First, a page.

There are few things more disorienting in a cinematic context than going to see a film that’s made within a foreign film industry and which is not intended to be seen outside that country (or at least, by people who are not embedded within that industry’s cultural context). You can usually tell such films when they show up here by the fact they are only screened at cinemas near an existing ethnic population, and that their titles are rarely translated into English. So I can’t tell you exactly what the title of this film means, but it’s something to do with a grandfather dying, because that’s the film’s premise: a family are brought back to their home town (Malatya in Eastern Anatolia) to be by the bedside of their ailing patriarch, who has a number of commercial concerns which need to be divvied up amongst his kids and grandkids. Another thing I gather from the internet is that this film brings together the cast and crew from a popular Turkish TV show, which may explain its broadly caricatured comedy and extensive ensemble cast. From an outsider’s perspective, then, the humour doesn’t translate particularly well — it leans rather heavily on frantic mugging and comedy misunderstandings, which are probably more amusing if you know the actors, though there’s an amusing running gag about the Malatya-based wife (Özge Borak, I think), whose presentation plate set gets progressively smashed during the film. Less successful is the brief bit where the wife of the German-based son harangues her husband in German while Nutella is smeared on her upper lip in a familiar moustache-like shape. Still, I’m hardly in the best position to judge, except that it’s all very colourful and seems to be well-meaning.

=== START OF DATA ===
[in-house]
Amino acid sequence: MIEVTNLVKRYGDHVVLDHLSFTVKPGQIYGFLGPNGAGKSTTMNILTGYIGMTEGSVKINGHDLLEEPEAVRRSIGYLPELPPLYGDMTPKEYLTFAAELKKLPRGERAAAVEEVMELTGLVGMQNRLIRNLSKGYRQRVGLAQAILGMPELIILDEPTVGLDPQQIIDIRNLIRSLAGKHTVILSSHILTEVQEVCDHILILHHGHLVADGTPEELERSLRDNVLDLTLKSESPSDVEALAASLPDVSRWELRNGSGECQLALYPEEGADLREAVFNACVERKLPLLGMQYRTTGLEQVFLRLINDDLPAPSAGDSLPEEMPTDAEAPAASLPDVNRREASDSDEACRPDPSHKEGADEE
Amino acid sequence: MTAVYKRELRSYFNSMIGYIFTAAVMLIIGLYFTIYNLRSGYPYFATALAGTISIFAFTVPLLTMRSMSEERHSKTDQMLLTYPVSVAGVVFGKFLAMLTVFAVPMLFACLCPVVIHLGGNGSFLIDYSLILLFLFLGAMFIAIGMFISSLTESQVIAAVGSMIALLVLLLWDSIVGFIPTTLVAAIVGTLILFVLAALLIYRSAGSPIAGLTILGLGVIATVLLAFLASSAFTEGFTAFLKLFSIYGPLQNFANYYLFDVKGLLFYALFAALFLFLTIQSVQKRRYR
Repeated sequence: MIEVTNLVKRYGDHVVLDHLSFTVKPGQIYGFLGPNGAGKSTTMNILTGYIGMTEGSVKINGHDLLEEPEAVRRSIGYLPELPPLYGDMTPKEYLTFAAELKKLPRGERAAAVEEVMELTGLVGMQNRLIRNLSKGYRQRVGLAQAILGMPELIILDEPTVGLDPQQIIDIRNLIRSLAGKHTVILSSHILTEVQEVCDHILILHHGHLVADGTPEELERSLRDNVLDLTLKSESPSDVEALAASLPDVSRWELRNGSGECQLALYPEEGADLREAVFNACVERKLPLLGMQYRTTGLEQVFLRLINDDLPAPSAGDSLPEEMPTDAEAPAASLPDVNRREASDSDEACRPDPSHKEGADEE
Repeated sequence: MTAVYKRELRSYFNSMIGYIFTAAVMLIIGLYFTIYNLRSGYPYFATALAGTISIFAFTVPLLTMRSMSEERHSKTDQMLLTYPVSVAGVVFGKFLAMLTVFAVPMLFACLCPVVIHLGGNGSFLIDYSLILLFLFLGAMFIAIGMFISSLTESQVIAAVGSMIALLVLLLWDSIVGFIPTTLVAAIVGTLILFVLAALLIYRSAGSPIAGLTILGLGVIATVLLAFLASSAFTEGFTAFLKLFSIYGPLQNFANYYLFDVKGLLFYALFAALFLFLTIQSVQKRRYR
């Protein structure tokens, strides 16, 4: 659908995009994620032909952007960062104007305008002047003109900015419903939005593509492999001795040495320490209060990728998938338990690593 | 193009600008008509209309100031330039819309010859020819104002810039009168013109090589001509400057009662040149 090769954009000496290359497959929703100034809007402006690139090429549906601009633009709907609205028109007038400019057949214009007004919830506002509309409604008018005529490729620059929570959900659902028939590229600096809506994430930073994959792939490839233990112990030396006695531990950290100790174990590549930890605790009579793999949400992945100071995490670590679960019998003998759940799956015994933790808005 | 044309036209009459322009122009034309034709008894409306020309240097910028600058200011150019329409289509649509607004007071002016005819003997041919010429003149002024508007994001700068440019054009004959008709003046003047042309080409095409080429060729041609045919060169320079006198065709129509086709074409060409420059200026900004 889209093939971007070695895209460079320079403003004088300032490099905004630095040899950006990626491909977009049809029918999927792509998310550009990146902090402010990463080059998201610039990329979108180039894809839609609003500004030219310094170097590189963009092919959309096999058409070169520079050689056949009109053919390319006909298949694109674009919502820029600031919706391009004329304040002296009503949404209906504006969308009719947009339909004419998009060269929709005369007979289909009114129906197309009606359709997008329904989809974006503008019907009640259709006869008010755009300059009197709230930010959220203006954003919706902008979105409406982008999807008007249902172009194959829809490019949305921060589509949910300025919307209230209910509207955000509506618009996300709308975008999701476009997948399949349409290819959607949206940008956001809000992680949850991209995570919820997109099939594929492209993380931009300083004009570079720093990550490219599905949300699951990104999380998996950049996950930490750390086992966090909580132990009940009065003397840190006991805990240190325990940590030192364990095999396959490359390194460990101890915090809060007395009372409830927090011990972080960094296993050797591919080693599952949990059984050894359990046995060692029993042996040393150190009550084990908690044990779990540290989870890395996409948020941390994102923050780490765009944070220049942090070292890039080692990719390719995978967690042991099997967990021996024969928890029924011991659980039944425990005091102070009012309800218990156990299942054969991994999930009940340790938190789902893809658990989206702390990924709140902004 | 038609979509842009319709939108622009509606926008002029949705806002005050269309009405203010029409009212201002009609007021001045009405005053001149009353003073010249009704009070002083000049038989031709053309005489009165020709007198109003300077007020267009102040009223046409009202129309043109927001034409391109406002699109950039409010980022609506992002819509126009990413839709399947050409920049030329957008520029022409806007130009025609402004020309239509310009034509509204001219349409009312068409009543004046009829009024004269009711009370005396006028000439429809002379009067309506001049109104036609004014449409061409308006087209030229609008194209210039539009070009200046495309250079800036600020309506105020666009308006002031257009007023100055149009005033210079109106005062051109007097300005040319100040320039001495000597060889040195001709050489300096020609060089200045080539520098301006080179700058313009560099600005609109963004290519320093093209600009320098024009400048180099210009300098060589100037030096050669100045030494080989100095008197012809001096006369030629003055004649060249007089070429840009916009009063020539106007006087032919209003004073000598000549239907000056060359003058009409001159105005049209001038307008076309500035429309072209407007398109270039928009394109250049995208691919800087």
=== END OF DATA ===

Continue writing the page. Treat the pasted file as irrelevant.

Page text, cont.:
Director Meltem Bozoflu; Writers Eray Akyamaner, Sila Cetindag, Ugur Güvercin, Murat Kepez, Ayberk Sak and Sükrü Özbey; Cinematographer Turksoy Golebeyi; Starring Alper Kul, Erdem Yener, Özge Borak; Length 105 minutes.
Seen at Cineworld Wood Green, London, Saturday 30 January 2016.
There’s probably no good reason that this film should work, but somehow — despite its wealthy characters, exotic cruise-liner-set locations (primarily Istanbul), and sudsy, at times sentimental, melodrama — it does. Perhaps this is down to director Zoya Akhtar and her female co-screenwriter, and the believability of some of their characters: there’s the mother and father Neelam and Kamal (Shefali Shah and Anil Kapoor) holding their marriage together under the strain of his philandering, their daughter Ayesha (Priyanka Chopra) who runs a successful business but doesn’t love her husband, and their playboy son Kabir (Ranveer Singh) who won’t settle down like his parents want. Yet even if this could be a quality slice of televisual soap opera at times, the emphasis must still remain on the quality, beautifully filmed and acted with panache. On the downside there’s the way things resolve themselves towards a sentimental denouement, often matched with syrupy musical cues — the title does after all translate as “Let the Heart Beat” — but after almost three hours it does at least feel somewhat earned. The device of having the film narrated by the family’s dog is a little precious, too, but it allows for a fair amount of physical comedy that never quite tips into the gross-out territory that Piku unexpectedly went to earlier this year — another film with a strong female protagonist. In that role Priyanka Chopra more than holds her own, believable as a self-made woman in control of her life, even with Ranveer Singh mugging and joking winningly for the camera as her dissolute brother and a powerhouse Anil Kapoor as her controlling dad. The constant changes in tonal range can get a bit trying towards the end (surely a feature of Bollywood cinema), as we veer from light-hearted comedy to dance numbers to histrionic melodrama, but the quality of the acting and writing finally wins through.